These “anti-trafficking” groups have shut down AIDS programs that worked with sex workers. They’ve influenced police to perform “trafficking raids” that basically seek out consensual sex work so they can send more sex workers to jail. These tactics that are used by these Christian groups are meant to attack all sex workers. It’s not okay.
I mean, I guess? On the morning of August 25, OnlyFans reversed their ban and tweeted, "We have secured assurances necessary to support our diverse creator community and have suspended the planned October 1 policy change. OnlyFans stands for inclusion and we will continue to provide a home for all creators."
It’s interesting that they stated they have “suspended” the policy change. Why not cancel it? And does this mean MasterCard is totally cool with everything now? I highly doubt it. What’s going to happen on October 1 when MasterCard cuts them off? This story is developing quickly, so who knows how it’s going to shake out. In an OnlyFans tweet, they didn’t make an apology to all the sex workers that use their site, and that really bothers me too.
I wouldn’t be surprised if sex workers who were planning to leave the site leave it anyway. Honestly, I hope they do. Where will they land? Well, that’s to be determined. There are other online platforms that cater to sex workers such as Fansly and JustForFans. And there are many more popping up in response to the OnlyFans debacle. Many of them have seen a huge uptick in new accounts. Here at TherapyDen, we hope sex workers find a platform that caters to their needs and creates an even better experience for everyone involved. I can’t help but wonder, however, if one of these new sites starts to become the new popular place to host sex workers, what’s stopping the banks and payment processors from shutting down all transactions?
I’ve gotta imagine that the next best thing for an online platform supporting sex workers is a platform that embraces crypto payments. Cryptocurrency is not kept in a bank. It’s held in a private online wallet fully controlled by the wallet holder. Visa and MasterCard don’t facilitate crypto payments either. Crypto is sent from one person to another without a middleman like a bank or card processor. It seems like the perfect setup. Something to note, however, is that crypto culture on the whole doesn’t feel very inclusive when it comes to sex workers. Crypto culture can oftentimes give off a real sexist vibe. So it doesn’t feel like a very safe space for sexually progressive people. Here’s hoping it will quickly evolve.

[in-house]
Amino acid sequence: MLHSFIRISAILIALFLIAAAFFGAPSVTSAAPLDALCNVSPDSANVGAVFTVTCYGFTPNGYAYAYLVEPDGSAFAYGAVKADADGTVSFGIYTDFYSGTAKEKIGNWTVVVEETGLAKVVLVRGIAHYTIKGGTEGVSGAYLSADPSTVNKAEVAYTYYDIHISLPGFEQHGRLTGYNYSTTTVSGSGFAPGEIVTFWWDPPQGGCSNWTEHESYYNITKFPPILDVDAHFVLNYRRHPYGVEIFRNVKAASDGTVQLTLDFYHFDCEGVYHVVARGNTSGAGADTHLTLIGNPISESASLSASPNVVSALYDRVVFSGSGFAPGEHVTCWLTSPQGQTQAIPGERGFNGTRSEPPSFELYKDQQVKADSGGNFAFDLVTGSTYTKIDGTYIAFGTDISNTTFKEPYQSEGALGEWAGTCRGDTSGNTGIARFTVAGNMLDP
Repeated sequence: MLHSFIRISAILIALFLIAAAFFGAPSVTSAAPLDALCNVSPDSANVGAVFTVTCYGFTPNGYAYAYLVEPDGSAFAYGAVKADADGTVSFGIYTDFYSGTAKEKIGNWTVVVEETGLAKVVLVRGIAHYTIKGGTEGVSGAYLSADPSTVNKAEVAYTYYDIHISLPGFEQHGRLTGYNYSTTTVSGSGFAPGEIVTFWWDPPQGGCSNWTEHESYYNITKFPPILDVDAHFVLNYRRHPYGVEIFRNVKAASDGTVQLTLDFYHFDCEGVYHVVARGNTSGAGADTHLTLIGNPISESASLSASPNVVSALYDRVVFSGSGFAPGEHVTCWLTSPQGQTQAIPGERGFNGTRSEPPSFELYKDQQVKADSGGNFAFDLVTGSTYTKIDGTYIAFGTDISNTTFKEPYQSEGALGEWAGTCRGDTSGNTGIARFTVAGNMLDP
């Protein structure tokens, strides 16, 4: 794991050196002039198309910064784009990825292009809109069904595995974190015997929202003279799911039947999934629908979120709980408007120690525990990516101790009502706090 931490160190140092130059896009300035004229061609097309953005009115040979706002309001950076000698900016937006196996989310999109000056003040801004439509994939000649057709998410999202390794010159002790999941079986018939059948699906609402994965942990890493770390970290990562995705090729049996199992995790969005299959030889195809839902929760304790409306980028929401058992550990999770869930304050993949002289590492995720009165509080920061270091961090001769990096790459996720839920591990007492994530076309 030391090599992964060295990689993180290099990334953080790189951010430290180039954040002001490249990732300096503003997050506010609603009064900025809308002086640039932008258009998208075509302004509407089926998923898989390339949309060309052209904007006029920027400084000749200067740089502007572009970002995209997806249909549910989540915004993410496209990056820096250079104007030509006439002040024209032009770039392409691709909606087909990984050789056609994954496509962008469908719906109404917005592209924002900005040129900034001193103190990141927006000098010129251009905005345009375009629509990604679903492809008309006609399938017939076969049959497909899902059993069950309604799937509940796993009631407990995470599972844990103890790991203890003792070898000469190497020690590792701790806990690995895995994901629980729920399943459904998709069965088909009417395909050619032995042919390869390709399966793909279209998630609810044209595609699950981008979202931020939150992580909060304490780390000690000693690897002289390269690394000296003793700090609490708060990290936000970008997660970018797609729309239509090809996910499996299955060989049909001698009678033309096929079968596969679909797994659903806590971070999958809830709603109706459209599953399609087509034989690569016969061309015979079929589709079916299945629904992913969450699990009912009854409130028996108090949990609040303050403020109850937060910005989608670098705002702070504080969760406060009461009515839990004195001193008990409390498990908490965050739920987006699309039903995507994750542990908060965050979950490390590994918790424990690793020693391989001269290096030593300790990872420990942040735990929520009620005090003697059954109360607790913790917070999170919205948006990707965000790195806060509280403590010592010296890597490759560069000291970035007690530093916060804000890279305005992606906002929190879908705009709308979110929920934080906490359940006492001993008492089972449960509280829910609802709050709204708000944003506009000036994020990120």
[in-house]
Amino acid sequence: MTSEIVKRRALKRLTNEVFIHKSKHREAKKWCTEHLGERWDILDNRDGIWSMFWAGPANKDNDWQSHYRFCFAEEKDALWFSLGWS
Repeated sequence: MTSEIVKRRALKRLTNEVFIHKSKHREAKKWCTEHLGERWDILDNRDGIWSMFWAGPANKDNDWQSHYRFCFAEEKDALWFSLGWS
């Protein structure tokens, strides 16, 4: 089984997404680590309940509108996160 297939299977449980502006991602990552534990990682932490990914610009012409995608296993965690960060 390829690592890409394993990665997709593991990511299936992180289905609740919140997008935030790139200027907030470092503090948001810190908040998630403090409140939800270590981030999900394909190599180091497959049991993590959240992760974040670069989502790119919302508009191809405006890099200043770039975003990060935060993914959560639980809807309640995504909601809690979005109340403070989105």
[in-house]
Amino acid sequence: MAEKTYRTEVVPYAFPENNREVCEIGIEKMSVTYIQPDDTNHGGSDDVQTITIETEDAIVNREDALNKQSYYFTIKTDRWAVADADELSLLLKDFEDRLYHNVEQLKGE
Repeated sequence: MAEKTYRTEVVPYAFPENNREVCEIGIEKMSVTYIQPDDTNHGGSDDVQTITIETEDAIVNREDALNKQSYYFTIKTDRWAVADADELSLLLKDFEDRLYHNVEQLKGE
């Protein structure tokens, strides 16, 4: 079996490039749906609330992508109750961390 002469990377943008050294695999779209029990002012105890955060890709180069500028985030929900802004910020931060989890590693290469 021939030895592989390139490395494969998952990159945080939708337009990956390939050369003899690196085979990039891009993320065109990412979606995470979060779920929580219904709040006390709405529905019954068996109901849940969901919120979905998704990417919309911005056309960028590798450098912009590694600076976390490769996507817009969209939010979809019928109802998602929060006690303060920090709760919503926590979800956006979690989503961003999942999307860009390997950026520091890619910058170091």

Like I said at the top, TherapyDen supports sex workers and wants badly for them to feel safe in this world. Anti-sex Christian groups are not good for this space. I feel like more therapists need to understand the constant attacks that sex workers have to face and the mental health issues that it can cause. It’s truly an uphill battle that feels like it will never end. I could not imagine what it’s like working in a profession that is constantly misunderstood and looked down upon. Therapists need to create more positive spaces that are knowledgable and uplifting to sex workers. Sex workers are able to filter for therapists on TherapyDen that are sex-worker-positive under the Specialized Experience filter and I hope they utilize our directory for their counseling needs.
If you’re a therapist that is sex-worker-positive and knowledgable, I urge you to create a free therapist profile on TherapyDen. We want more inclusive therapists to sign up and help move our industry forward.
Additional resources used for this article.
Jeff Guenther, LPC, is a therapist in Portland, OR. He has been in private practice since 2005. Jeff is the creator and owner of Portland Therapy Center, a highly ranked therapist directory. Jeff, and his team, have launched a new progressive therapist directory, TherapyDen.